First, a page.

William Golding Facts
The winner of the 1983 Nobel Prize in literature, Golding is among the most popular and influential British authors to have emerged after World War II.
Golding's reputation rests primarily upon his acclaimed first novel Lord of the Flies (1954), which he described as "an attempt to trace the defects of society back to the defects of human nature." A moral allegory as well as an adventure tale in the tradition of Daniel Defoe's Robinson Crusoe (1719), R. M. Ballantyne's The Coral Island (1857), and Richard Hughes's A High Wind in Jamaica (1929), Lord of the Flies focuses upon a group of British schoolboys marooned on a tropical island. After having organized themselves upon democratic principles, their society degenerates into primeval barbarism. While often the subject of diverse psychological, sociological, and religious interpretations, Lord of the Flies is consistently regarded as an incisive and disturbing portrayal of the fragility of civilization.
Golding was born in St. Columb Minor in Cornwall, England. He enrolled in Brasenose College, Oxford, in 1930, initially intending to obtain a degree in the sciences. After several years of study, however, he decided to devote himself to the study of English literature. He published a volume of poetry, Poems, in 1934 to scant critical notice; he himself later repudiated the work. Receiving a degree in English in 1935, he worked in various theaters in London, and in 1939 he moved to Salisbury, where he was employed as a schoolteacher. He served five years in the Royal Navy during World War II, an experience that likely helped shape his interest in the theme of barbarism and evil within humanity. Following the war Golding continued to teach and to write fiction. In 1954, his first novel, Lord of the Flies, was published to much critical acclaim in England. He continued to write novels, as well as essays, lectures, and novellas, throughout the next three decades. Most of these works, however, were overshadowed by the popular and critical success of Lord of the Flies.
Golding's Lord of the Flies presents a central theme of his oeuvre: the conflict between the forces of light and dark within the human soul. Although the novel did not gain popularity in the United States until several years after its original publication, it has now become a modern classic, studied in most high schools and colleges. Set sometime in the near future, Lord of the Flies is about a group of schoolboys abandoned on a desert island during a global war. They attempt to establish a government among themselves, but without the restraints of civilization they quickly revert to savagery. Similar in background and characters to Ballantyne's The Coral Island, Lord of the Flies totally reverses Ballantyne's concept of the purity and innocence of youth and humanity's ability to remain civilized under the worst conditions.
While none of Golding's subsequent works achieved the critical success of Lord of the Flies, he continued to produce novels that elicit widespread critical interpretation. Within the thematic context of exploring the depths of human depravity, the settings of Golding's works range from the prehistoric age, as in The Inheritors, (1955), to the Middle Ages, as in The Spire (1964), to contemporary English society. This wide variety of settings, tones, and structures presents dilemmas to critics attempting to categorize them. Nevertheless, certain stylistic devices are characteristic of his work. One of these, the use of a sudden shift of perspective, has been so dramatically employed by Golding that it both enchants and infuriates critics and readers alike. For example, Pincher Martin (1956) is the story of Christopher Martin, a naval officer who is stranded on a rock in the middle of the ocean after his ship has been torpedoed. The entire book relates Martin's struggles to remain alive against all odds. The reader learns in the last few pages that Martin's death occurred on the second page—a fact that transforms the novel from a struggle for earthly survival into a struggle for eternal salvation.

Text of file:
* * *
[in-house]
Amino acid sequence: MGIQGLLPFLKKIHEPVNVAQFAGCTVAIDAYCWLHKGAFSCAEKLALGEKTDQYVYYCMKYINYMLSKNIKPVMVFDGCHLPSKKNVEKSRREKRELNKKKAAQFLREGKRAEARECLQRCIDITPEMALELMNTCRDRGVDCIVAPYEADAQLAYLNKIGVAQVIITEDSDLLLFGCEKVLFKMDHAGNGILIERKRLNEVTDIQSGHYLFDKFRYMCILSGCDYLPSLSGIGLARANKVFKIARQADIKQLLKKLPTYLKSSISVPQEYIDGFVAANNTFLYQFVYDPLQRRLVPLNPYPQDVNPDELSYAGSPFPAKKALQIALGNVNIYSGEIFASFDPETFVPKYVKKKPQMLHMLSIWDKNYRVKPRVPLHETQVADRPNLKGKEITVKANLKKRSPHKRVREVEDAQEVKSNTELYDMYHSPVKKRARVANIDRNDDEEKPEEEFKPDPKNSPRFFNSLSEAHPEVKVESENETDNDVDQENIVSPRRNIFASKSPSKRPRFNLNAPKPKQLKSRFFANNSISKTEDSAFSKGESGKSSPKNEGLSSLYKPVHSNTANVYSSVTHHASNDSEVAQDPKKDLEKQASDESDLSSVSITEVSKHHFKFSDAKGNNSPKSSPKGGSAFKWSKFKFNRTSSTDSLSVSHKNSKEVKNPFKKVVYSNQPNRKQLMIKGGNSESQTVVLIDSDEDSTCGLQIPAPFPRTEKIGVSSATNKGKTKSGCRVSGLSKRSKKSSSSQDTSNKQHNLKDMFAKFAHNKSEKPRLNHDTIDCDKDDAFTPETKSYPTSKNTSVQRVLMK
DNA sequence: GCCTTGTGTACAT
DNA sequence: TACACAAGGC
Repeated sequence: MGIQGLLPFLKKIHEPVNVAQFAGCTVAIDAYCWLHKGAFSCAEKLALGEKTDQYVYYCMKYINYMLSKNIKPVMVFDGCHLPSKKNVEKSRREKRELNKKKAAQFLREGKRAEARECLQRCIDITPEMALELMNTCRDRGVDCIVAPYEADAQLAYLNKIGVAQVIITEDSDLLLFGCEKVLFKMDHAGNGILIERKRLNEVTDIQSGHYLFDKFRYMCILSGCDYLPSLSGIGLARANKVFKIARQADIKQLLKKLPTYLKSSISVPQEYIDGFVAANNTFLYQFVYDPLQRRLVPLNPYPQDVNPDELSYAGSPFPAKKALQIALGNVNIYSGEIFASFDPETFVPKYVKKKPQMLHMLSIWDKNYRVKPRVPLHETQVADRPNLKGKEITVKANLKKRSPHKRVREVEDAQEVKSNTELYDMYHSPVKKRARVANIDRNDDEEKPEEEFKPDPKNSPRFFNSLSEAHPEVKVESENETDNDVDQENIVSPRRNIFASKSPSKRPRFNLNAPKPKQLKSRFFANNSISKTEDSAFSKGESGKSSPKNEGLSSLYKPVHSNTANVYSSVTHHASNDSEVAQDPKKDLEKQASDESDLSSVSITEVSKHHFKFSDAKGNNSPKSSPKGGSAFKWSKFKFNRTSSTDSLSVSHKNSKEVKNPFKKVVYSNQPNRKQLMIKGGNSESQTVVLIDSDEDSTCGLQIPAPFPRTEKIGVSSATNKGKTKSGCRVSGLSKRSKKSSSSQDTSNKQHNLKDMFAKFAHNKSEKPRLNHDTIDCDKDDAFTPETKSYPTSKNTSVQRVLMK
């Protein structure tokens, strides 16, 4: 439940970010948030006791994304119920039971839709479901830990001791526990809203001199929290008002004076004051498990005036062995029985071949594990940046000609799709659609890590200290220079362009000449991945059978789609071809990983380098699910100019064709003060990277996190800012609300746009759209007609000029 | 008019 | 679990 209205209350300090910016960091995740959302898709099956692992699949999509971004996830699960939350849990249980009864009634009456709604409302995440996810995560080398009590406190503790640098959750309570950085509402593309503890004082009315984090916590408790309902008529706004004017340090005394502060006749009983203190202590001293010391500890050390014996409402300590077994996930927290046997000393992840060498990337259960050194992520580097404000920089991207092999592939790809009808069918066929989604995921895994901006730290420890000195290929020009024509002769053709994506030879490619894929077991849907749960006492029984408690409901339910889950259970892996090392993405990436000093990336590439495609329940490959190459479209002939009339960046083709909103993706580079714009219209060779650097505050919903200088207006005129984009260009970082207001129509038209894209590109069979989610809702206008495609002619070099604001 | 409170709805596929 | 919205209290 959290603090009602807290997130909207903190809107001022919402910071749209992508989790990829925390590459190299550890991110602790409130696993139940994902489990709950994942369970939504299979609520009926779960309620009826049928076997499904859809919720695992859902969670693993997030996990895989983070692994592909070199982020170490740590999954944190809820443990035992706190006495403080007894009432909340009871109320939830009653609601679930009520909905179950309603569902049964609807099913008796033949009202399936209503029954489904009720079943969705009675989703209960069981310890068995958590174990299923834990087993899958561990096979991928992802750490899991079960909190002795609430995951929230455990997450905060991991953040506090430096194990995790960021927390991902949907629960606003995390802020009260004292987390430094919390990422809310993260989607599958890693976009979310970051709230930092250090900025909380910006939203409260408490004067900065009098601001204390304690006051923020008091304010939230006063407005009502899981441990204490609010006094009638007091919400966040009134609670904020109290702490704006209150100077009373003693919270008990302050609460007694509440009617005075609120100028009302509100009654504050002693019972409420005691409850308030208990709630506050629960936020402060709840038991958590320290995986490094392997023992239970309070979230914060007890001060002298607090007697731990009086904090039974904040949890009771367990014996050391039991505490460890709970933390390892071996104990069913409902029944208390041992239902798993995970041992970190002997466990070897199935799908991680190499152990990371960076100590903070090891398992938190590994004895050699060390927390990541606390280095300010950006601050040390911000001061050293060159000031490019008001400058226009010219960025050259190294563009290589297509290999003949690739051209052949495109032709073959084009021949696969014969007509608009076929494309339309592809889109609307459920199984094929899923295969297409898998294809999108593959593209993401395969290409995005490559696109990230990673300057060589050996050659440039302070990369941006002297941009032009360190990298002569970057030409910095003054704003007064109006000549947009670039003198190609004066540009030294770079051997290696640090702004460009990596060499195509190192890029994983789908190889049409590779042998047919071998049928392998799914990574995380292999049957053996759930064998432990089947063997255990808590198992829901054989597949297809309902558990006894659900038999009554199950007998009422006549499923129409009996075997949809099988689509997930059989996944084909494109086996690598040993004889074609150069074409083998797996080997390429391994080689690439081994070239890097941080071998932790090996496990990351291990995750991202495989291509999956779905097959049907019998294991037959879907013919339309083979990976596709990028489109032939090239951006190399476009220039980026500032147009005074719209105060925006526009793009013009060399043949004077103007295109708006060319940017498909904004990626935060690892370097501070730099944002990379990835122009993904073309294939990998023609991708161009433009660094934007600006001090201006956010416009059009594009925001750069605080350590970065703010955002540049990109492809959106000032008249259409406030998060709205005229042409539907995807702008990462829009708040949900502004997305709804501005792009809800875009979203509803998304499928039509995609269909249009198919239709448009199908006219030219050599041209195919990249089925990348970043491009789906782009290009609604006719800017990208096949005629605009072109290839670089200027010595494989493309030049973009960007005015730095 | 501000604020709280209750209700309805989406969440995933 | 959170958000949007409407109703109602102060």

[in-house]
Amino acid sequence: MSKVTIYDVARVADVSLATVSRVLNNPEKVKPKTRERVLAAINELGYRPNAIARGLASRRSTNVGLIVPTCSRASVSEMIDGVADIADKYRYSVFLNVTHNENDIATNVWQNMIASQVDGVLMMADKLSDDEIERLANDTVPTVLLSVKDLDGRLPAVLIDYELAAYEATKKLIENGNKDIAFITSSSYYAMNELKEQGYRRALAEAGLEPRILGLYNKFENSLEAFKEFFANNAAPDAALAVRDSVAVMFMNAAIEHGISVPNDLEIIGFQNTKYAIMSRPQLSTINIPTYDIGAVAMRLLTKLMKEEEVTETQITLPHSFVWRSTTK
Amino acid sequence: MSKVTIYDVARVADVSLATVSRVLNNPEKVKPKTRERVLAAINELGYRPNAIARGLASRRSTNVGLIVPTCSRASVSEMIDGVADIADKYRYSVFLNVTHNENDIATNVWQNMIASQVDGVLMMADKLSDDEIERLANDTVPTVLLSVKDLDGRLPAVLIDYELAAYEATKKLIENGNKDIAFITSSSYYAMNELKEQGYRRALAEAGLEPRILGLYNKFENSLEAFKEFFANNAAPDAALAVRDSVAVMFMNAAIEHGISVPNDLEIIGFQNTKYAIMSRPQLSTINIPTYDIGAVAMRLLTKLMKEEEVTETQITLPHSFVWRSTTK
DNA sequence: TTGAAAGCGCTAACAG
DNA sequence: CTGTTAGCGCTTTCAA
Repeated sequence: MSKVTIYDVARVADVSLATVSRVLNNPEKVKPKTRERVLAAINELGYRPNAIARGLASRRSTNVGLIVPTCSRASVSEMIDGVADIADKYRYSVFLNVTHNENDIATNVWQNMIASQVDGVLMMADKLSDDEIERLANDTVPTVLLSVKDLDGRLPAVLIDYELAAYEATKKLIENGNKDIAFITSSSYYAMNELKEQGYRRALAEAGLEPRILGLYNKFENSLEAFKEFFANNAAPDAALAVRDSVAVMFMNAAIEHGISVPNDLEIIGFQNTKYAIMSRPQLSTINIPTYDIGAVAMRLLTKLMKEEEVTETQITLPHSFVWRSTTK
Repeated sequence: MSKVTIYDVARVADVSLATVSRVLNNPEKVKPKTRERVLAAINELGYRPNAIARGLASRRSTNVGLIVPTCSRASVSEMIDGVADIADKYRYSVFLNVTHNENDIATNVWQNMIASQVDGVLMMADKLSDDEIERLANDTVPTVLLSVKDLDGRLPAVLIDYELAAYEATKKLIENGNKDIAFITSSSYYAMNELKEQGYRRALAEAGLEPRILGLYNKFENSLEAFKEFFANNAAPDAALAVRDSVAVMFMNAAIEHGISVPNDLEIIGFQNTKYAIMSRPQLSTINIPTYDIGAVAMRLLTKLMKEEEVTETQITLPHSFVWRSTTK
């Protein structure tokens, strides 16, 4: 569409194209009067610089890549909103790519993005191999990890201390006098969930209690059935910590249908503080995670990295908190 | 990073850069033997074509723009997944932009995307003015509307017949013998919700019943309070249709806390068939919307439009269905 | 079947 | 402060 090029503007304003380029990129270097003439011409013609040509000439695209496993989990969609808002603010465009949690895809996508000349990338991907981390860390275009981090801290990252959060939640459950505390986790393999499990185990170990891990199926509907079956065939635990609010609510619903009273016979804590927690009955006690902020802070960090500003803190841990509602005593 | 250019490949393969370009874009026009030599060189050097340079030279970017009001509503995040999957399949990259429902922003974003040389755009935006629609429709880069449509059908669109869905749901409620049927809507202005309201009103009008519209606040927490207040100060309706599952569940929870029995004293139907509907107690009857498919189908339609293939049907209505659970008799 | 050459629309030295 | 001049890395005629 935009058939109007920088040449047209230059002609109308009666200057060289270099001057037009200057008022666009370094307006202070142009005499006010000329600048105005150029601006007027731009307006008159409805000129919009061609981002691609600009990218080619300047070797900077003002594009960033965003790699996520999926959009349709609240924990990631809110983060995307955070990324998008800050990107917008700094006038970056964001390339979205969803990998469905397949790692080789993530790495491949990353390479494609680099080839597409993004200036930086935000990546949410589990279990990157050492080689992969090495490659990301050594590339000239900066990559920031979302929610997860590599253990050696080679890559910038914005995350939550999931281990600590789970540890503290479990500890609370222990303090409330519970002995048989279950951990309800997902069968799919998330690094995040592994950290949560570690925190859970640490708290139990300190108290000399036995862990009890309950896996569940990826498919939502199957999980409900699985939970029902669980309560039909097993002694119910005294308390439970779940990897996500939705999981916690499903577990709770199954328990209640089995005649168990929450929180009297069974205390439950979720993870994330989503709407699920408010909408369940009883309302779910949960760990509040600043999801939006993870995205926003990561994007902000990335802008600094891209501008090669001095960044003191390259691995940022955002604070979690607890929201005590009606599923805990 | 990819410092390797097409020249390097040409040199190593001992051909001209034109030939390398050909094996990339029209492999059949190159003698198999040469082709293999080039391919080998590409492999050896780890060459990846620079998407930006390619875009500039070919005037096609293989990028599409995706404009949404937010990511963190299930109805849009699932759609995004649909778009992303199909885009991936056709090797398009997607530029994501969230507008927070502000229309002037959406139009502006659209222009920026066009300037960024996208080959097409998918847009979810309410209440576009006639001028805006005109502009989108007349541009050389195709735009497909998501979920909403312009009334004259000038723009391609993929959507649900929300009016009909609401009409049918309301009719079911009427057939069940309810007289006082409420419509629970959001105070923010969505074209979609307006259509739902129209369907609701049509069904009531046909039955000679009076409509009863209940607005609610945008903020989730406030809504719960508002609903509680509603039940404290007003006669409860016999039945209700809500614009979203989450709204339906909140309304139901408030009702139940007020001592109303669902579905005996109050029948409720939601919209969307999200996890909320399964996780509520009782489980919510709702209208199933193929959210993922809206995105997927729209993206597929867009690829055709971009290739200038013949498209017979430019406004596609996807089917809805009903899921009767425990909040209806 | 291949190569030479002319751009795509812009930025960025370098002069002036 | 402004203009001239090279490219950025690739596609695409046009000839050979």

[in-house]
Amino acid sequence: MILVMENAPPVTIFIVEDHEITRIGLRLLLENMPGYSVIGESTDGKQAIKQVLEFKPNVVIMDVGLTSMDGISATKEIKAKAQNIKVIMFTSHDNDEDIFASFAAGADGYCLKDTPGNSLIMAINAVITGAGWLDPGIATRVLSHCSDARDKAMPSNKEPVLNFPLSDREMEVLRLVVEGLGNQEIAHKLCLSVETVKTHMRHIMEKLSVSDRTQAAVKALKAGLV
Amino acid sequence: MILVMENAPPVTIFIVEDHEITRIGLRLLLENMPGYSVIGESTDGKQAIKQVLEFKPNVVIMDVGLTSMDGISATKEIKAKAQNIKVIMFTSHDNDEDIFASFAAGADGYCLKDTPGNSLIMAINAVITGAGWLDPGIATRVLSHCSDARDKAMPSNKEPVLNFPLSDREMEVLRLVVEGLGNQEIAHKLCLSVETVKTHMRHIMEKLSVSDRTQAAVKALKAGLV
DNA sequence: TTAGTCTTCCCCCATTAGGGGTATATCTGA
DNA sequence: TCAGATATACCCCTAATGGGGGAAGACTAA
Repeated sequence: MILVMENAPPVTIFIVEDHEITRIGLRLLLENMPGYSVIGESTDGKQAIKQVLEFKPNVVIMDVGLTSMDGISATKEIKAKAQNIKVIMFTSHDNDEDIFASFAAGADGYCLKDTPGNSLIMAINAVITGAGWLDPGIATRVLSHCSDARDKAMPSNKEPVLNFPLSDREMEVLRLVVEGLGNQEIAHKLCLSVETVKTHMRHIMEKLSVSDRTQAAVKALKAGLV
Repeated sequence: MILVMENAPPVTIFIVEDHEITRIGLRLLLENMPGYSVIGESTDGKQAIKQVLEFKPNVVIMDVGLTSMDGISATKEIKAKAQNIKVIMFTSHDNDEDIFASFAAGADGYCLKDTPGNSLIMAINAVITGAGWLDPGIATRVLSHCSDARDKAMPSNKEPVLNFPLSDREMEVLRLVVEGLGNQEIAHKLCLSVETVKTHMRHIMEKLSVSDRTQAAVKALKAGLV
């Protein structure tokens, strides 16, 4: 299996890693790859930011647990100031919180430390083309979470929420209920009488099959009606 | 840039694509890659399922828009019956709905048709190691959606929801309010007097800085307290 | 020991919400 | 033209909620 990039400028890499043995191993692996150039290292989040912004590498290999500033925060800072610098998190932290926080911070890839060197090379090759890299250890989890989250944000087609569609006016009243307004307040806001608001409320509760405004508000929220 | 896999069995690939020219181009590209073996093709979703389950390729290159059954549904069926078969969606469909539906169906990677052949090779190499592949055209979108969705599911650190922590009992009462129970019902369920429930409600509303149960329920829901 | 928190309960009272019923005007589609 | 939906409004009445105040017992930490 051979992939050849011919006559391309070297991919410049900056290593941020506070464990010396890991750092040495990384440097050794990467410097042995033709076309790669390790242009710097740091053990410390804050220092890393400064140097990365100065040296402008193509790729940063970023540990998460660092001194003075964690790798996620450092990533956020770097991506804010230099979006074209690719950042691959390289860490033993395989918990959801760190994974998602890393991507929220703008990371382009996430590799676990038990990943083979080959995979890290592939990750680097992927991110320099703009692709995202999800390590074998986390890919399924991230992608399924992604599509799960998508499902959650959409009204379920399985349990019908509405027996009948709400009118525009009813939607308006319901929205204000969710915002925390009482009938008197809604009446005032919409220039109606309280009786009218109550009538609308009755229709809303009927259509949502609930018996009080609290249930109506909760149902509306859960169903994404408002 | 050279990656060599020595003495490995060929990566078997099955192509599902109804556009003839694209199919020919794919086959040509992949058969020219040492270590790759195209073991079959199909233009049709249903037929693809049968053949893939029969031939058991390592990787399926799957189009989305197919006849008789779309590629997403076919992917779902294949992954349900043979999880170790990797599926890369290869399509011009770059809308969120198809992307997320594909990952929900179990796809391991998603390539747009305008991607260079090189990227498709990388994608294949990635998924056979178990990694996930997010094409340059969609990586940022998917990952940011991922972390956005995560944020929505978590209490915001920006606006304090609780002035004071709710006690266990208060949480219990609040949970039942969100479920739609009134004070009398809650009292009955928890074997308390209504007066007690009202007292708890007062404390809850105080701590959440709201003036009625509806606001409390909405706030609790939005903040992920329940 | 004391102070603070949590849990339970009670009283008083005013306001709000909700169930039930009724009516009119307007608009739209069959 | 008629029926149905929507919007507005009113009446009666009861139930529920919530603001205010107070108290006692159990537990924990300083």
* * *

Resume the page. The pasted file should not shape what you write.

Golding's novels are often termed fables or myths. They are laden with symbols (usually of a spiritual or religious nature) so imbued with meaning that they can be interpreted on many different levels. The Spire, for example, is perhaps his most polished allegorical novel, equating the erecting of a cathedral spire with the protagonist's conflict between his religious faith and the temptations to which he is exposed. Darkness Visible (1979) continues to illuminate the universal confrontation of Good and Evil; Golding was awarded the James Tait Black Memorial Prize for this novel in 1980. Throughout the 1980s Golding's novels, essays, and the travel journal An Egyptian Journal (1985) have received general praise from commentators. Lord of the Flies, however, remains central to Golding's popularity and his international reputation as a major contemporary author.
Further Reading on William Golding
Allen, Walter, The Modern Novel, Dutton, 1964.
Anderson, David, The Tragic Past, John Knox Press, 1969.
Authors and Artists for Young Adults, Volume 5, Gale, 1991.
Axthelm, Peter M., The Modern Confessional Novel, Yale University Press, 1967.
Babb, Howard S., The Novels of William Golding, Ohio State University Press, 1970.
Baker, James R., William Golding: A Critical Study, St. Martin's, 1965.
Biles, Jack I., Talk: Conversations with William Golding, Harcourt, 1971. □